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Fire and leaking gas

Fire and leaking gas pose a risk in the kitchen. Emergency procedures should be in place and tested from time to time as workers need to know how to respond in an emergency.


  • Stay calm.
  • Follow the warden’s instructions during an emergency.
  • Know where the emergency exits are.

Potential harm

  • Burns
  • Smoke or gas inhalation

Identified hazards and controls



  • Burning foods that are not dealt with immediately.
  • Faulty electrical appliances.

What workers can do

  • Attempt to extinguish the fire if it is just starting, with an extinguisher or fire blanket. Fire blankets are best for extinguishing oil-based fires by smothering the flames.
  • Activate the fire alarm.

What employers can do

  • Provide a fire blanket and suitable extinguisher in a prominent position.

    Which fire extinguisher to use?

    There are different types of fire extinguishers:
    • Water based fire extinguishers are filled with pressurised water to put out combustible fires originating from wood or paper.
    • Dry chemical fire extinguishers are filled with a dry chemical that smothers fires originating from gas or oil. Water will not put out these fires and can make them worse.
    • Carbon dioxide (CO2) fire extinguishers are used to extinguish electrical fires.
    • Powder fire extinguishers can be used for both fat and oil fires as well as electrical fires (Source: Fire Safety).
  • Display simple brief instructions on how to use a fire blanket to smother flames from burning fat or oil.
  • Display simple instructions on how to use a fire extinguisher.
  • Check that extinguishers have been tested and are affixed with tags.
  • Display the phone number to call for assistance and to alert emergency services should they be required.

Leaking gas


  • Gas appliances are faulty or not maintained.
  • Leaking gas explodes or the fumes can overcome workers in proximity of leak.

What workers can do

  • Report any odour of gas. Some gases are odourless and so an odorant is often added, like Ethyl Mercaptan, which smells like rotten cabbage, to make it more detectable.
  • Take care when using older gas-fired or poorly serviced appliances. If you smell a different or unusual odour, immediately shut off the appliance and leave the room.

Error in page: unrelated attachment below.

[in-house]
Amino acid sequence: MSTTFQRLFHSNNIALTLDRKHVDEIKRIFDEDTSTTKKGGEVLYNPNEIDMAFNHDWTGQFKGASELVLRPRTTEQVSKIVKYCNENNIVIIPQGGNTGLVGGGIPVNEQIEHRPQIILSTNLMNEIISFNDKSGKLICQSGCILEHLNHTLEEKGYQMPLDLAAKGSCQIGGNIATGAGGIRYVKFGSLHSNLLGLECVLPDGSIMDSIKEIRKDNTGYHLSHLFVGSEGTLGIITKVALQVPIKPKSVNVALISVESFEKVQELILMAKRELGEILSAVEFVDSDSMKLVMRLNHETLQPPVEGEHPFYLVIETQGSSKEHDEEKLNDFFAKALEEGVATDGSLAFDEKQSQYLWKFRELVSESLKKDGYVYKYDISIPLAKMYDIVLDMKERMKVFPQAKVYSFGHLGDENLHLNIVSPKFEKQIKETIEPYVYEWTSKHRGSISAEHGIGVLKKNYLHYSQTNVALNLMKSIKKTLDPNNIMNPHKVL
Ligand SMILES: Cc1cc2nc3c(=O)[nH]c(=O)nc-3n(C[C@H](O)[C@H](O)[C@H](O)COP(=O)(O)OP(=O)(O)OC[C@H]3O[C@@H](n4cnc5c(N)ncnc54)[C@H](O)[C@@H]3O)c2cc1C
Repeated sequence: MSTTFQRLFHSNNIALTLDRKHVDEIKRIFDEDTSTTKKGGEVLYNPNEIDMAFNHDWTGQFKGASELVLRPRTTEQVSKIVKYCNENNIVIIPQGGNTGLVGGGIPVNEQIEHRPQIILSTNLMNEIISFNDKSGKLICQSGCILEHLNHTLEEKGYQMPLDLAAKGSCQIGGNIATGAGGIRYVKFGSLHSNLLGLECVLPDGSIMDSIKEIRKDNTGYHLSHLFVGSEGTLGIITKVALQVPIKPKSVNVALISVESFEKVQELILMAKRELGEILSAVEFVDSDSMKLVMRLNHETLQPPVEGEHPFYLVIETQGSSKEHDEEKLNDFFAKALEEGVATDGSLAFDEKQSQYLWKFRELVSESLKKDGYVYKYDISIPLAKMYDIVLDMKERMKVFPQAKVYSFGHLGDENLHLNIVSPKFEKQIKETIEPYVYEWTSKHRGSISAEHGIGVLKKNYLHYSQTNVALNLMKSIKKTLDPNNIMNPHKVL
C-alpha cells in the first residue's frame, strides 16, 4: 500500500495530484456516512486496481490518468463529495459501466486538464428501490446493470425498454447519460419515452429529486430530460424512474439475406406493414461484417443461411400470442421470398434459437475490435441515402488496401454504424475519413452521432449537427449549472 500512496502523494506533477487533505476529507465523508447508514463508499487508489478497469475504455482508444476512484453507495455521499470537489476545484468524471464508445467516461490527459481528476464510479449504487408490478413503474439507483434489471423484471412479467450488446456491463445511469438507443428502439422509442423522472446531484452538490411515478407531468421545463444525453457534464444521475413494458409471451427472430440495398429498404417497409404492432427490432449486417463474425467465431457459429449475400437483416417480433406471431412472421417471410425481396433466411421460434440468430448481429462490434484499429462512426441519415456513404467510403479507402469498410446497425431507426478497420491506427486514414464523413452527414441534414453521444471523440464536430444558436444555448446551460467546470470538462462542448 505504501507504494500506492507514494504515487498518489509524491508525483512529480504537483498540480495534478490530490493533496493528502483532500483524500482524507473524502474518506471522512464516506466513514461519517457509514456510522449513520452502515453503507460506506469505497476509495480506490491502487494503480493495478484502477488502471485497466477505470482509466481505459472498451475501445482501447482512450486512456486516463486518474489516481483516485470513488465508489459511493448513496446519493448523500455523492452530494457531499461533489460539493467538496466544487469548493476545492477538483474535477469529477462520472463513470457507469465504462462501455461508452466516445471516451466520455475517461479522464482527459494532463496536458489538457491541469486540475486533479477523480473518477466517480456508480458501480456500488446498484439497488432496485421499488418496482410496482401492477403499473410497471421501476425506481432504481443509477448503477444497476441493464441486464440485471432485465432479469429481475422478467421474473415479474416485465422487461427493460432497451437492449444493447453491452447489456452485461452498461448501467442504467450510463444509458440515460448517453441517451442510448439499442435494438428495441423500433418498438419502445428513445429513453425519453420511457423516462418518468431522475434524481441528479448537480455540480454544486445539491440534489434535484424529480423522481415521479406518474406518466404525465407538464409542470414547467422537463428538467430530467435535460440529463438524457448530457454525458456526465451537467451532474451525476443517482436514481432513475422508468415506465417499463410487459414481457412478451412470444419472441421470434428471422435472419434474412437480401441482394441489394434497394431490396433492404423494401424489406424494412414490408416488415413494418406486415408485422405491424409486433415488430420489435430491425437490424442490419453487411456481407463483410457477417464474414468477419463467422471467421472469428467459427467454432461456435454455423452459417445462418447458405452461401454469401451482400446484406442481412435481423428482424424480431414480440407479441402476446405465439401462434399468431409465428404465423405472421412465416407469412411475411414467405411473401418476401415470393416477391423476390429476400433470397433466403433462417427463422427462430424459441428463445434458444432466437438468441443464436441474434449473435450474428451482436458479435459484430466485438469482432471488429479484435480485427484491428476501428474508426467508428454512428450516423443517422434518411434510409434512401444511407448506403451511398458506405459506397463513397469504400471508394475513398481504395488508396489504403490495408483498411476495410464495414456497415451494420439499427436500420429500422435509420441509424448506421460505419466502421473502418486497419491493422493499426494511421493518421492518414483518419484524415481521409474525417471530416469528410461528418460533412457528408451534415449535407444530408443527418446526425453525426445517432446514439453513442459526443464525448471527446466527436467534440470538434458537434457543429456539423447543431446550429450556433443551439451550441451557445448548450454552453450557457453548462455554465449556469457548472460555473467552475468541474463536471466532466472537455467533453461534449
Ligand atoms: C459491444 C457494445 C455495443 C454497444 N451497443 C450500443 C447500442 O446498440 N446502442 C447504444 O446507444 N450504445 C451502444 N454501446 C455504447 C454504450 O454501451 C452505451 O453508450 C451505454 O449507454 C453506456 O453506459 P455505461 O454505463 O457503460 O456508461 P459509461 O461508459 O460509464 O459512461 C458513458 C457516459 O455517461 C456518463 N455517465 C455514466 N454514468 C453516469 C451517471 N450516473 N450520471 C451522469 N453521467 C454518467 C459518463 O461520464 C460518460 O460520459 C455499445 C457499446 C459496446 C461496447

What employers can do

  • Ensure gas equipment and appliances are regularly checked and maintained.
  • Develop procedures for dealing with gas leakage in the workplace, including shutting off gas supply and venting gas affected areas.
  • Have clear emergency and evacuation procedures that are regularly tested.

More information


  • Work Health and Safety Regulations 2011
    • Refer to part 4.7, division 3 Electrical equipment and electrical installations.
    • Refer to part 3.2, division 4, regulation 43 Emergency plans which outlines the duty to have an emergency plan in place for the workplace. It provides specific matters that must be included, such as an effective response to an emergency, evacuation procedures, notification to emergency services, medical assistance, clear and effective communication, testing of procedures, and information and training.


  • Managing the Work Environment and Facilities Code of Practice 2015
    • Section 5 Emergency plans outlines what is required to meet the requirements of the Work Health and Safety Regulation 43.
    • Section 5.1 details that emergency procedures should ensure that roles and responsibilities for specific actions in an emergency are clearly allocated and to people with appropriate skills. The example used is the appointment of an ‘area warden’.
    • Appendix A provides a Work Environment and Facilities checklist for emergency plans.
Page last reviewed: 09 May 2021

Comcare (Office Safety tool)
GPO Box 9905, Canberra, ACT 2601
1300 366 979 |

Date printed 21 Apr 2024